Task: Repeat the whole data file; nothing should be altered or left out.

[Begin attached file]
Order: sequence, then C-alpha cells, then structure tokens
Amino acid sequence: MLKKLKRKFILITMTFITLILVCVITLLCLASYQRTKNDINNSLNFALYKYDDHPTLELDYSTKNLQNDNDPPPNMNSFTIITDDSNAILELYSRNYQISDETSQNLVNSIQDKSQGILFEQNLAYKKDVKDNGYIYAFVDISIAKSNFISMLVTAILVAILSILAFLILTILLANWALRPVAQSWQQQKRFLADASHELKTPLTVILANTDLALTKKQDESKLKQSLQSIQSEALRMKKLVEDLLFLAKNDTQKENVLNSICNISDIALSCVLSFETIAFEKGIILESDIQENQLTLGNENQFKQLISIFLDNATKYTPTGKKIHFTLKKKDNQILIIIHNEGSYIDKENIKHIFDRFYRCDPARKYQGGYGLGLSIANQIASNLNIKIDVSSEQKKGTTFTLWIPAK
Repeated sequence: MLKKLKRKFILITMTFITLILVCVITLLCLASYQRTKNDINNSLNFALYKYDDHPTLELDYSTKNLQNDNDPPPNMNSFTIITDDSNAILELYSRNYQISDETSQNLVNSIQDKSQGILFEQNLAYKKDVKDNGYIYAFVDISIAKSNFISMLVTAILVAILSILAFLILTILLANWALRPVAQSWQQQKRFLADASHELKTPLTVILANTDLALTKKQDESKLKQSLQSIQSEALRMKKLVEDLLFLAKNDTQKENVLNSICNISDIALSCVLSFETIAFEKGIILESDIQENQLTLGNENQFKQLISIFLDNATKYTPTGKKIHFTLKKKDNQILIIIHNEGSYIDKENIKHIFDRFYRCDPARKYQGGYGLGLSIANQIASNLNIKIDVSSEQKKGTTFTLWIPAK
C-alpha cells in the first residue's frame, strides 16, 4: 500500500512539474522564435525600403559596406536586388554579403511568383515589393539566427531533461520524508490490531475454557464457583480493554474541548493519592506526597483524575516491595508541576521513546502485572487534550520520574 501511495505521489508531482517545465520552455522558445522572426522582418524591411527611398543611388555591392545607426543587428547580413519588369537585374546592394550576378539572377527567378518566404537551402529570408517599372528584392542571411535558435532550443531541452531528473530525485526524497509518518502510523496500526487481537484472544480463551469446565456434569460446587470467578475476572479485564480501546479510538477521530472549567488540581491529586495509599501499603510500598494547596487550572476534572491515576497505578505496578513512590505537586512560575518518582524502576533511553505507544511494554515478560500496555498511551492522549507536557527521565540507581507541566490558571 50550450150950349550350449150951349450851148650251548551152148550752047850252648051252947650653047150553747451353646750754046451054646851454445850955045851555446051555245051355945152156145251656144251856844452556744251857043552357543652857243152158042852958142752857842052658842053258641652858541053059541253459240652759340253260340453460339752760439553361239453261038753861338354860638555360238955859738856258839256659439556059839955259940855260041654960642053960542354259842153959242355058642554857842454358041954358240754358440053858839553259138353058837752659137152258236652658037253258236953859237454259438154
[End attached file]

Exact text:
Order: sequence, then C-alpha cells, then structure tokens
Amino acid sequence: MLKKLKRKFILITMTFITLILVCVITLLCLASYQRTKNDINNSLNFALYKYDDHPTLELDYSTKNLQNDNDPPPNMNSFTIITDDSNAILELYSRNYQISDETSQNLVNSIQDKSQGILFEQNLAYKKDVKDNGYIYAFVDISIAKSNFISMLVTAILVAILSILAFLILTILLANWALRPVAQSWQQQKRFLADASHELKTPLTVILANTDLALTKKQDESKLKQSLQSIQSEALRMKKLVEDLLFLAKNDTQKENVLNSICNISDIALSCVLSFETIAFEKGIILESDIQENQLTLGNENQFKQLISIFLDNATKYTPTGKKIHFTLKKKDNQILIIIHNEGSYIDKENIKHIFDRFYRCDPARKYQGGYGLGLSIANQIASNLNIKIDVSSEQKKGTTFTLWIPAK
Repeated sequence: MLKKLKRKFILITMTFITLILVCVITLLCLASYQRTKNDINNSLNFALYKYDDHPTLELDYSTKNLQNDNDPPPNMNSFTIITDDSNAILELYSRNYQISDETSQNLVNSIQDKSQGILFEQNLAYKKDVKDNGYIYAFVDISIAKSNFISMLVTAILVAILSILAFLILTILLANWALRPVAQSWQQQKRFLADASHELKTPLTVILANTDLALTKKQDESKLKQSLQSIQSEALRMKKLVEDLLFLAKNDTQKENVLNSICNISDIALSCVLSFETIAFEKGIILESDIQENQLTLGNENQFKQLISIFLDNATKYTPTGKKIHFTLKKKDNQILIIIHNEGSYIDKENIKHIFDRFYRCDPARKYQGGYGLGLSIANQIASNLNIKIDVSSEQKKGTTFTLWIPAK
C-alpha cells in the first residue's frame, strides 16, 4: 500500500512539474522564435525600403559596406536586388554579403511568383515589393539566427531533461520524508490490531475454557464457583480493554474541548493519592506526597483524575516491595508541576521513546502485572487534550520520574 501511495505521489508531482517545465520552455522558445522572426522582418524591411527611398543611388555591392545607426543587428547580413519588369537585374546592394550576378539572377527567378518566404537551402529570408517599372528584392542571411535558435532550443531541452531528473530525485526524497509518518502510523496500526487481537484472544480463551469446565456434569460446587470467578475476572479485564480501546479510538477521530472549567488540581491529586495509599501499603510500598494547596487550572476534572491515576497505578505496578513512590505537586512560575518518582524502576533511553505507544511494554515478560500496555498511551492522549507536557527521565540507581507541566490558571 50550450150950349550350449150951349450851148650251548551152148550752047850252648051252947650653047150553747451353646750754046451054646851454445850955045851555446051555245051355945152156145251656144251856844452556744251857043552357543652857243152158042852958142752857842052658842053258641652858541053059541253459240652759340253260340453460339752760439553361239453261038753861338354860638555360238955859738856258839256659439556059839955259940855260041654960642053960542354259842153959242355058642554857842454358041954358240754358440053858839553259138353058837752659137152258236652658037253258236953859237454259438154